The Banking/Financial industry, of course, would not like to lose this subsidy.  And the Transportation industry (and infrastructure construction) would suffer, as the demand for cars and public transportation lessens somewhat. (I don’t think that demand would suffer as much as growth would taper; while dense urban private homes would boom).

    Another thing very close to the root of all this is availability of jobs.  My son commutes 2 hours, because he can’t find a job closer to where he lives, and he won’t move closer to where he works because he is worried his company will close, and because his wife is going to school, and needs to be close to the school to accommodate the class schedule.  This is also really a banking and finance problem, because capital is being hoarded in investing in commodities and financial instruments right now, rather than business and productivity.  There’s an obvious solution to that.

  • Hughesk

    Dear Raven, 
    Thank you for pointing out the  grammatical error in my post. As someone who has been writing for the public for more than 20 years, it’s always embarrassing to slip up.  I will be sure to file a correction the morning. Sincerely,
     Kathy Hughes, executive producer, Blueprint America.

  • rachiti

    It’s not just about ability to get to jobs in terms of location…it’s also about TIMING.  In Oshkosh, WI buses stop in front of Wal-Mart, where I work; however, the bus system only runs first shift, 6 days a week.  I can take the bus to work but in order to get home I would have to pay $15 for a taxi most days.  On Sundays the buses do not run at all so that would be $30.  My shifts are sometimes only 4 hours and begin as late as 7PM.  On these occasions, the cost to take the taxi to and from work is over 75% of what I earn for the entire shift!!!  One day next week I have a one hour shift (mandatory meeting) scheduled after the buses finish running so I make less than $10 but have to pay $30 for the taxi!  A family member is letting me live at a house they own and only pay utilities because I don’t make enough to pay rent and bills accrued while in school 2 years ago so I can’t move closer.  There aren’t any 1st shift openings in jobs I can do with my partial disability, so when my car finally stops working (mechanics have already written it off as a total loss), I will forced to quit and apply for welfare.  ALL because the city considers second & third shift workers inferior.

  • Francis from Australia

    Newcastle, Australia, is grappling with the same problem. Reasons cited for not using public transport include infrequent services, perceived insecurity in the evening, and too many transfers to reach the destination. So the solutions will include 15-minute intervals between bus and train services, limited-stop services that run very close to the start and end points of more of the common journeys, and more attention to clean and safe vehicles. Time will tell whether these issues will be addressed, but they will undoubtedly improve patronage when they are.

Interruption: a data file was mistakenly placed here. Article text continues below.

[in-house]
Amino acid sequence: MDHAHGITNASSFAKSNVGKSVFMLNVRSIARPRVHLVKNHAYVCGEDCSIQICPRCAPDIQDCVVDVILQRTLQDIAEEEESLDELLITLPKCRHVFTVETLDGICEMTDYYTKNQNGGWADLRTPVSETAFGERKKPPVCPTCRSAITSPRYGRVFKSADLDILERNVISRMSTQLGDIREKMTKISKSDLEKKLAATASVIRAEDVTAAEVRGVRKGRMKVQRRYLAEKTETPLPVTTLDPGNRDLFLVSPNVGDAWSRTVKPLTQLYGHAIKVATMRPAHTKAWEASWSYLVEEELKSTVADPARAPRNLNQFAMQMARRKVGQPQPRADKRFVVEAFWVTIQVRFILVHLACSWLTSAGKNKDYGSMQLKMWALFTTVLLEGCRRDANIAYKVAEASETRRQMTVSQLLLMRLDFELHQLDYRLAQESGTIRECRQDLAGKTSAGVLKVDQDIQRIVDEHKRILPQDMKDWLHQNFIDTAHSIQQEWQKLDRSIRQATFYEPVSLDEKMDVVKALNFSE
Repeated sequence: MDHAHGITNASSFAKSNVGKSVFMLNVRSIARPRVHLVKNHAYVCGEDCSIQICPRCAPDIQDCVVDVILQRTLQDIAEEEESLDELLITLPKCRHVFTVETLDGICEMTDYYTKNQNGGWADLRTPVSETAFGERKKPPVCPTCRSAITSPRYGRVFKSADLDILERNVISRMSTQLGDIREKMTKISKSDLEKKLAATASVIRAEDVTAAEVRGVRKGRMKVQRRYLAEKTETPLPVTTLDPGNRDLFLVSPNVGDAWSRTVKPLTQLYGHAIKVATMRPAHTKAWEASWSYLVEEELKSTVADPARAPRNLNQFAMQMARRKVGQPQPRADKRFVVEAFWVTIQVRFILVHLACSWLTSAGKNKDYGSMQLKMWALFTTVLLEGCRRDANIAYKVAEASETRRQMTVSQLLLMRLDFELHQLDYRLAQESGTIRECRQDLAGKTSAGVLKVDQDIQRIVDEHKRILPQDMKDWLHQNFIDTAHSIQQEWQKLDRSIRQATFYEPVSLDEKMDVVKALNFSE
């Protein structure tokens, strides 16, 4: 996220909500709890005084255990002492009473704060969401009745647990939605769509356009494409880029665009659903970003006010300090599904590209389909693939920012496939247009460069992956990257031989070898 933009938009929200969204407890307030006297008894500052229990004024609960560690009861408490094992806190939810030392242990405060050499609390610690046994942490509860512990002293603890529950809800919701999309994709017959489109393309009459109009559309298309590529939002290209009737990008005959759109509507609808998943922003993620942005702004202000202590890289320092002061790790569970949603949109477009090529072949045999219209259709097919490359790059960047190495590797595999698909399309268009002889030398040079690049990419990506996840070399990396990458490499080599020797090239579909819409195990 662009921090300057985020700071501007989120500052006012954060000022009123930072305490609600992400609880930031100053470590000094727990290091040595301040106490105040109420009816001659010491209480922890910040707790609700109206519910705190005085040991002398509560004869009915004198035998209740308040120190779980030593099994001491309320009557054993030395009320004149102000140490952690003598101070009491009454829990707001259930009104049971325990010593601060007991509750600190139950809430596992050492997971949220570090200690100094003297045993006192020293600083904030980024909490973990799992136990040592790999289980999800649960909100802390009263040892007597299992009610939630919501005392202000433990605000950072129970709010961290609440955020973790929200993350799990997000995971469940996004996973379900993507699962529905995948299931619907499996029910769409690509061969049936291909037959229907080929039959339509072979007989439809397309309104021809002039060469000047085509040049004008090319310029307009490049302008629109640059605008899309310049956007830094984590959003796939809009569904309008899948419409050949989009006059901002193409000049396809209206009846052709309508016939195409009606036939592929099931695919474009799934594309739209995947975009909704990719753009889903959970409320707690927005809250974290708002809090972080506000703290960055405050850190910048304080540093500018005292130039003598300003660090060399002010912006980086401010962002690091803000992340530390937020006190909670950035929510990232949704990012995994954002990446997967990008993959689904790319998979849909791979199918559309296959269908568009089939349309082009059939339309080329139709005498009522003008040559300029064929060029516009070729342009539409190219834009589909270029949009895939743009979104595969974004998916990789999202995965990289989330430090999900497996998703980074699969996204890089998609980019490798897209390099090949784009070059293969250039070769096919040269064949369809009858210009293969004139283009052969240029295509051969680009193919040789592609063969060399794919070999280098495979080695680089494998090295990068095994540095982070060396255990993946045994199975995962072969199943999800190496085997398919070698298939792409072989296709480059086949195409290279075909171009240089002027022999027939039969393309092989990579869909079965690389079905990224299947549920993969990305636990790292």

• Carl Axness

    Love your show, watch it on Fridays on KNME. I lived in Spain (Barcelona, Valencia, and Alicante), 6 years and never had a driver’s license there because, generally, in europe, it is much easier and faster to use mass transit than to drive and try and find a parking place. Of course cities in europe are compact and most of the time my wife and I could walk to do errands. Coming back to the US, I located in Rio Rancho, NM about an hours drive my workplace in Albuquerque. I almost always drive to the nearest busstop/park&ride and commute, which takes maybe 15 minutes longer each way than if I were to drive. Having commuted for 4 years now, I must admit I hate having to drive to work, which is occasionally necessary. I get a lot done on the bus, editing papers, crosswords puzzles and reading, and I don’t even notice if we are in a traffice jam. The Albuquerque metro area is doing a great job with its bus service and in connecting Santa Fe to the north and Los Lunas to the south with rail service (the railrunner). The commuter route I take runs about 5 buses morning spaced about 20 minutes apart and 5 evening buses. I believe they all run failrly full (at least all the ones I take). Many of the riders are health care providers at the VA hospital. The hospital pays for monthly bus tickets for their employees which appears to help them keep a steady workforce. My employer pays for about 25% of my ticket to encourage energy conservation. ABQ ride has been doing a great job. Some of the principle line use a rapid-ride system in which the bus stops only at principle stops and their are some buses that provide free wifi. They also provide commuters with a guaranteed ride home card for emergencies (illness) or in case of a last bus non-arrival that one can call for a personalized transport to your park and ride or home. I have never had to use it.